I don't know why, but every time I switch off my computer after reading this message, I just get images in my mind of the whole thing exploding in my face.

Then, sitting with blackened face and slightly burning hair in the remaining shell of my bedroom, I say; "Welp. That was ironic." *

Sometimes the images are worse than the voices. oh, for just one moment away from the voices...

* and then Alanis Morrissette appears in the corner with sixty billion forks and a can of soup. she's crying.

It is inherently unsafe to shut down a computer in the middle of what it is doing, whatever it is. For the most part, this is due largely to the physical hard disk and what state the information transfer is in when the power goes down. This message is commonly associated with the Windows operating system, even though Linux and Macintosh also need to shut down properly to keep up health. If you are seeing this screen under Windows, you do not have a "Power Smart" motherboard (typically all ATX configurations are), as the computer releases the power through a command to the board. Instead you will need to manually disengage the power.

In a generic sense Windows and Linux need to accomplish these tasks in this order to shut down Many OS's perform a disk check after power is lost, or an unexpected shutdown occurs, this is to verify disk block integrity. There is no telling where the head of the disk could have been when it performed it's last action, or what it wrote to, or how far it got before it died. It's all at the mercy of entropy, and thus most modern systems use a disk checking utility if it senses that a disk was not unmounted cleanly. For Windows NT there is chkdsk, Windows 9x has scandisk/ scandskw, there is Macintosh Disk First Aid, and Linux has fsck. Though this is burdensome and oftentimes yields nothing, it is the disk errors that pile up that can cause a great amount of lost data and general instability.

The concept of disk checking on Windows-based fat16 systems was originally put together by Peter Norton, the Norton Utilities guy in the form of chkdsk 4.0 for DOS. (Unix had disk checking on their filesystems long before Windows.) Scandisk saw the light of day with DOS 5.0 with the advent of Smartdisk, disk caching software responsible for many lost clusters. The Norton trademark was eventually purchased by Symantec, who created what went on to become Windows Scandisk). Microsoft, after seeing the benefits of regular system maintenance, Scandisk was included with the software diagnostics that went into the original Windows 95, even though Norton kept publishing it's toolkit (with many added features). Microsoft licenced this technology from them, no doubt for quite a sum, seeing the distribution of all of the OS's.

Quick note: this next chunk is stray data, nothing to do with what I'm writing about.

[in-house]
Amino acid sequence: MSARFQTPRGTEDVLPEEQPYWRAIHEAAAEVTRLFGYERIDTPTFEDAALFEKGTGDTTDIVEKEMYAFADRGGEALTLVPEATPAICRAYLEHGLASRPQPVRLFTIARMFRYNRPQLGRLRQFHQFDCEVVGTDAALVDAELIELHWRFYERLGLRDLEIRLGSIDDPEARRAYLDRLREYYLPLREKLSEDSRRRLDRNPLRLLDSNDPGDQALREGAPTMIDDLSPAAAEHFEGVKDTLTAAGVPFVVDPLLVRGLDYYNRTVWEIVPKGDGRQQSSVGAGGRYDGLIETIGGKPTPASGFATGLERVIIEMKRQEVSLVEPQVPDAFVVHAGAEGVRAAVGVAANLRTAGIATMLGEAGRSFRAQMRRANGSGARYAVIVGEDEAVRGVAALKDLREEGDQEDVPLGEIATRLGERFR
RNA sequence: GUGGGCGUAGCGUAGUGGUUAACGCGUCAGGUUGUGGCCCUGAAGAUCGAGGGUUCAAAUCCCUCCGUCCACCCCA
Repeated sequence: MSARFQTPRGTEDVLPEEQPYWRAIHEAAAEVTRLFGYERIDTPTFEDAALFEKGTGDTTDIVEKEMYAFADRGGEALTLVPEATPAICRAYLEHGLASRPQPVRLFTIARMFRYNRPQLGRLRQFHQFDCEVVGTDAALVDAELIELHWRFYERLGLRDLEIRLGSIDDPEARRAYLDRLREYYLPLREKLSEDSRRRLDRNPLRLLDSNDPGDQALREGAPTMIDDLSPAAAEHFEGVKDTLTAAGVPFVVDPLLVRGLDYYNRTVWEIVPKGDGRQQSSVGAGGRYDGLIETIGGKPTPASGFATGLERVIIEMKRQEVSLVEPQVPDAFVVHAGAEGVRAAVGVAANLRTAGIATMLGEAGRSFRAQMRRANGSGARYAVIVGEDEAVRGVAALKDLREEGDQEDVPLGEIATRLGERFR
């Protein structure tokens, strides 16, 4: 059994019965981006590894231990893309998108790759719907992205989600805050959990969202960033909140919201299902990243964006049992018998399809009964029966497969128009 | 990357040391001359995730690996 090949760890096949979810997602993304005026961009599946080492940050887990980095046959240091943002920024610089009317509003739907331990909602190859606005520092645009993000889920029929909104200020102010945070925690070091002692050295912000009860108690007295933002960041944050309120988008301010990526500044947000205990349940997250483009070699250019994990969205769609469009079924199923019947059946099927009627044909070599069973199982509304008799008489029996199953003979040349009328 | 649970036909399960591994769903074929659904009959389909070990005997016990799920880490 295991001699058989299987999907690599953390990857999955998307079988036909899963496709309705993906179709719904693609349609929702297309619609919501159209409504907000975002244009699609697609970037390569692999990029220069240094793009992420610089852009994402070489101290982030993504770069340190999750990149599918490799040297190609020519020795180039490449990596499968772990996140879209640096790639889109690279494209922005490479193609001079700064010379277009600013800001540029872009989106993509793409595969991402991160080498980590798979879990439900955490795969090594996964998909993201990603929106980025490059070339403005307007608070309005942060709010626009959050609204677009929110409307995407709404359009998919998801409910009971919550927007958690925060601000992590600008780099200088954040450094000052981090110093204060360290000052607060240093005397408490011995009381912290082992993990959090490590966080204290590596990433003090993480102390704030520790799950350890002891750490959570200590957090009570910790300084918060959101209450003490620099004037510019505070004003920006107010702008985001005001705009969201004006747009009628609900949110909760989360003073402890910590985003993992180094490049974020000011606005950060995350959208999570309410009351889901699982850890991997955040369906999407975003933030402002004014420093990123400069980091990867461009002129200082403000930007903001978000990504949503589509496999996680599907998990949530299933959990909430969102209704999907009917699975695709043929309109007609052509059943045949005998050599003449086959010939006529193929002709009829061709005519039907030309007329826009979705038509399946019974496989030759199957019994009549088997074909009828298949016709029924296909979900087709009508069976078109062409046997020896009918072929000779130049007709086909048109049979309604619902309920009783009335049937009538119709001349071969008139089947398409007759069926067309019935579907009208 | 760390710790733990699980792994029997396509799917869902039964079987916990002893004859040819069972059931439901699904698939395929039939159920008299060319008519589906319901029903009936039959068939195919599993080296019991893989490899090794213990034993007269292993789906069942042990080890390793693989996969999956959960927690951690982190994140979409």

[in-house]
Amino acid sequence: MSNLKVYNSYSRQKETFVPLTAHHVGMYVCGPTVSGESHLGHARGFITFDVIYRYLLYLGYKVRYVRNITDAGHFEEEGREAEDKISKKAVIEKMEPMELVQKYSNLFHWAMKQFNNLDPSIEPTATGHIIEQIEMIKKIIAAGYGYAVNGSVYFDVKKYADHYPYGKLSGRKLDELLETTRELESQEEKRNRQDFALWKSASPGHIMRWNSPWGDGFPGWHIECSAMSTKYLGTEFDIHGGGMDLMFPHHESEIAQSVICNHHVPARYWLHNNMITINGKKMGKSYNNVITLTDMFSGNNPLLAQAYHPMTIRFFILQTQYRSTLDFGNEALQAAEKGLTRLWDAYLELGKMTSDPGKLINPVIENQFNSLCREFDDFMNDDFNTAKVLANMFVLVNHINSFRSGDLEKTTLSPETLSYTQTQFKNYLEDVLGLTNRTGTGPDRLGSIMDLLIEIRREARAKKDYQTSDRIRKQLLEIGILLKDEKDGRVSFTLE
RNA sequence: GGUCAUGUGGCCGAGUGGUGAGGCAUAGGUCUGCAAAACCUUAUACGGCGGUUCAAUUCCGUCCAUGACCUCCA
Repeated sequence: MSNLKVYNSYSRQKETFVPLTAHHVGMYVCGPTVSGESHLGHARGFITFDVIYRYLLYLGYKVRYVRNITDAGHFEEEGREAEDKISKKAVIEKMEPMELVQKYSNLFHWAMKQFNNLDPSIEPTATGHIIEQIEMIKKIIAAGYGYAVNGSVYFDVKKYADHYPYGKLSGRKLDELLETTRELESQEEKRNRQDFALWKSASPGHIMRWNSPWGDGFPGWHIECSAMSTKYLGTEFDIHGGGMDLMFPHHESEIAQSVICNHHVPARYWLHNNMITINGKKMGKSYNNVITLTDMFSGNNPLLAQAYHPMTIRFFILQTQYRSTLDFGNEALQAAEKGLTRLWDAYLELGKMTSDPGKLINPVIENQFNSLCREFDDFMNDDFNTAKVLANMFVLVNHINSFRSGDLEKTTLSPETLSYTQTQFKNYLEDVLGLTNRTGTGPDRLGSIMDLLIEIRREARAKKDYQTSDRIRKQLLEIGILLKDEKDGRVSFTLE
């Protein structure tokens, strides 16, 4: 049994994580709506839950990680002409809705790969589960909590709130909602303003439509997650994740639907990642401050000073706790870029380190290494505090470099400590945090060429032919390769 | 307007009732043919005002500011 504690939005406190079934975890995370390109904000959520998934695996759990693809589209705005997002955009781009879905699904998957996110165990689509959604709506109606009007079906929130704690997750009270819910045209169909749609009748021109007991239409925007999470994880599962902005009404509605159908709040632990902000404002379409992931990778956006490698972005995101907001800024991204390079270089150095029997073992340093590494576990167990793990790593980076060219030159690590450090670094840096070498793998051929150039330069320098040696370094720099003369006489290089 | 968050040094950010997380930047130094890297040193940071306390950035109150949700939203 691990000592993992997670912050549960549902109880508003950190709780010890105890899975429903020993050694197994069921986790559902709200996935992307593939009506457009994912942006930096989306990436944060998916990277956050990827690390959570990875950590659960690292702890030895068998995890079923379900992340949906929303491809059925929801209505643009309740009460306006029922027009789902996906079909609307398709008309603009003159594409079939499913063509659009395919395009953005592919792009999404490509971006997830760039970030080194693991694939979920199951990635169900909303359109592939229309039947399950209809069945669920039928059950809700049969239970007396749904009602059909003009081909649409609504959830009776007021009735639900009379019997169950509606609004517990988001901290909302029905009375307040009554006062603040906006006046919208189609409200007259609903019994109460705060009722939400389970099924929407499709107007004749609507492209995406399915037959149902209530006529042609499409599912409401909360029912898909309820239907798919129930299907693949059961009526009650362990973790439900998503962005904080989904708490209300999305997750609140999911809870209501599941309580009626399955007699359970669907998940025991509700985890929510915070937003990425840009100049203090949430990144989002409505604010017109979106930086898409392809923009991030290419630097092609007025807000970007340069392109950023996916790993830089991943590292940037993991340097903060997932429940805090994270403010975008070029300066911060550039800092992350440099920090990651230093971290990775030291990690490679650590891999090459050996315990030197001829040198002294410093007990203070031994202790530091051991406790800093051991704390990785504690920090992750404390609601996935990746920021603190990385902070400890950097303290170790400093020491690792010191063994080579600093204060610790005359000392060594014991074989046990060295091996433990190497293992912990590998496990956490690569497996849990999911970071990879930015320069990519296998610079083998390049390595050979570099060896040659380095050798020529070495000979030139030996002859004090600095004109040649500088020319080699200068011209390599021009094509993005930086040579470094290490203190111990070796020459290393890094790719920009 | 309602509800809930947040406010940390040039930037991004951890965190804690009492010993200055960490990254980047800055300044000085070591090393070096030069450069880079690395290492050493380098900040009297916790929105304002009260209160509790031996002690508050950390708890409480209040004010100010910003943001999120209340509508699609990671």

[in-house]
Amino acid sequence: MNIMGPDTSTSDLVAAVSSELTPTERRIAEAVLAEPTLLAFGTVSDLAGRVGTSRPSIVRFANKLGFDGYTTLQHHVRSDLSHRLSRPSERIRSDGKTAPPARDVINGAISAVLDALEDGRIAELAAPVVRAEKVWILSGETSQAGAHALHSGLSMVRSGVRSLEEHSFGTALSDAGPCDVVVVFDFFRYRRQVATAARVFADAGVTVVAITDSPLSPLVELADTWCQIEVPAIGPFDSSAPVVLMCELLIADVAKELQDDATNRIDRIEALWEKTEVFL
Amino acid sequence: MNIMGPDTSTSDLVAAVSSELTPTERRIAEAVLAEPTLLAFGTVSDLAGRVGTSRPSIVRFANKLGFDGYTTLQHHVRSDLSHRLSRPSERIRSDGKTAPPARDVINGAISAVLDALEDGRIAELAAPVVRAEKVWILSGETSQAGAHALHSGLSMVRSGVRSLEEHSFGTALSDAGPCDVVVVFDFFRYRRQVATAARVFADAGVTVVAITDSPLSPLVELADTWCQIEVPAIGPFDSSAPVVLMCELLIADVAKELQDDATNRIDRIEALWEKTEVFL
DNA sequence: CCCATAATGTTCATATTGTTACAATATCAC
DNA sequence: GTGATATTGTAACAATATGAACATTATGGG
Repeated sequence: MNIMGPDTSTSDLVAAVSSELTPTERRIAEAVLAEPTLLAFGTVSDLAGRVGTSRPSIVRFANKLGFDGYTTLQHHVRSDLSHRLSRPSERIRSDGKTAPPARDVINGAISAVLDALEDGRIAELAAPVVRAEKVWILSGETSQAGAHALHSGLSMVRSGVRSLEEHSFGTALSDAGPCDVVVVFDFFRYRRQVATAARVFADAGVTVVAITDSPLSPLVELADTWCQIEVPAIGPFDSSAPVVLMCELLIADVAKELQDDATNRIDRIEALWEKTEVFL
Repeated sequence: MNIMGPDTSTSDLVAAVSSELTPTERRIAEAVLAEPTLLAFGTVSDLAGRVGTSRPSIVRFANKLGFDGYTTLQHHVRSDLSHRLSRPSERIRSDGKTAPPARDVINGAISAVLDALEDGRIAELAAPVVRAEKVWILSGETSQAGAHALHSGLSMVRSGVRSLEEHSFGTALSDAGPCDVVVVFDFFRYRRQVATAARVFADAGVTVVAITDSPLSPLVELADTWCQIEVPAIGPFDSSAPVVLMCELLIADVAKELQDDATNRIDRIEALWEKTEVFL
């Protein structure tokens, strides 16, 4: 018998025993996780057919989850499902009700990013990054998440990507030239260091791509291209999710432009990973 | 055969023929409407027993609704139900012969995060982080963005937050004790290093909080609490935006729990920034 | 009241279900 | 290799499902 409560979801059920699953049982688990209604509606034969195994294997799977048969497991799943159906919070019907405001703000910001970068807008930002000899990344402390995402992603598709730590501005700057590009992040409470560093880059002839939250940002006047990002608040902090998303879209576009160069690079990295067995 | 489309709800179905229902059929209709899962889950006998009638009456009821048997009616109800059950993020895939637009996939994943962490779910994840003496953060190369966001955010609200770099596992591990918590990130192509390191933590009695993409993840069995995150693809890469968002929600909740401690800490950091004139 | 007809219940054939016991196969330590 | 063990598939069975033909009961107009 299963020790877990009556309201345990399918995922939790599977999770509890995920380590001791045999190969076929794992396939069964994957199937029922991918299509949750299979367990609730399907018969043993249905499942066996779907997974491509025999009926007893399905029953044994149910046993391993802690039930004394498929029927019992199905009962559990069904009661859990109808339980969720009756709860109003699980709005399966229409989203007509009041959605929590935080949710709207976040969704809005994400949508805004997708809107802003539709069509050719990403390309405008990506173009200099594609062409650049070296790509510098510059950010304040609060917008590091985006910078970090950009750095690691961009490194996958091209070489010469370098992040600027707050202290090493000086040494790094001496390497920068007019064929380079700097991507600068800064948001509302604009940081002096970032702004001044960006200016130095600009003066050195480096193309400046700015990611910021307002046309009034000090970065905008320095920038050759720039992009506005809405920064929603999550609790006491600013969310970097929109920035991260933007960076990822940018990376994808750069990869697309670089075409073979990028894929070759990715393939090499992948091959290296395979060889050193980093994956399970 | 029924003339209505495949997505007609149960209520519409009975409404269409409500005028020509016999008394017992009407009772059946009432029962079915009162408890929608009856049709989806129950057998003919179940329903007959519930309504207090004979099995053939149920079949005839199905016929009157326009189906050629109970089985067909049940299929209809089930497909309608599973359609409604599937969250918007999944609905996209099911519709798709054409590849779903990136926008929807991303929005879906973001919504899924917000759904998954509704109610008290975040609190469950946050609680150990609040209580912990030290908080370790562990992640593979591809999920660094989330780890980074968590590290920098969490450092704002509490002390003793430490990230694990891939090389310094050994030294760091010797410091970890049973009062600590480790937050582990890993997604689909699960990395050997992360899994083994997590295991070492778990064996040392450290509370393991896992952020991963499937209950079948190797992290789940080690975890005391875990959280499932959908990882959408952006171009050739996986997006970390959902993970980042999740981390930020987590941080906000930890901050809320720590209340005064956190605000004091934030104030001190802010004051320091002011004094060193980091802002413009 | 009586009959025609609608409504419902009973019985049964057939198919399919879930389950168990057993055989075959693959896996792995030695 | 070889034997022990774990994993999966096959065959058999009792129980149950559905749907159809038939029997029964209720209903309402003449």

It should be noted that shutting down from single-user mode, or MS-DOS mode (the VGA graphic you see is on some systems just on top of a DOS prompt) is usually fairly safe. There is very little OS to worry about, and there are not usually a lot of daemons and behind-the-scenes items to worry about. This is typically the point of these modes. Windows NT 4.0 brings you to a VGA GUI screen where it says it is safe to shut down. It is only holding the bare minimum of drivers in memory when it does this, and all the disks are unmounted from the kernel.

Another very rare, but possible problem with just slamming the power button off on your machine while it is running is that of a power flash across the board. It isn't likely, but it is possible that the machine lets go of all the juice a little funny, and some of it does some damage to the circuits on the way out. Violently jerking the power on and off to a system is not good for it, and can cause serious damage over time. Many computers that have been mistreated you will find have "flukey" hardware troubles compared to people who maintained their systems.

Doing what your computer thinks is best is almost never a bad thing when it comes to maintenance. My advice to you is to never skip that disk check unless you want to take that chance (or you know it's absolutely wrong). Disk damage on the file system level can and does happen this way everyday. It's best to stay on top of it before it spreads and causes damage elsewhere on your system.

Thanks to bane and frater_219 for corrections and clarifications

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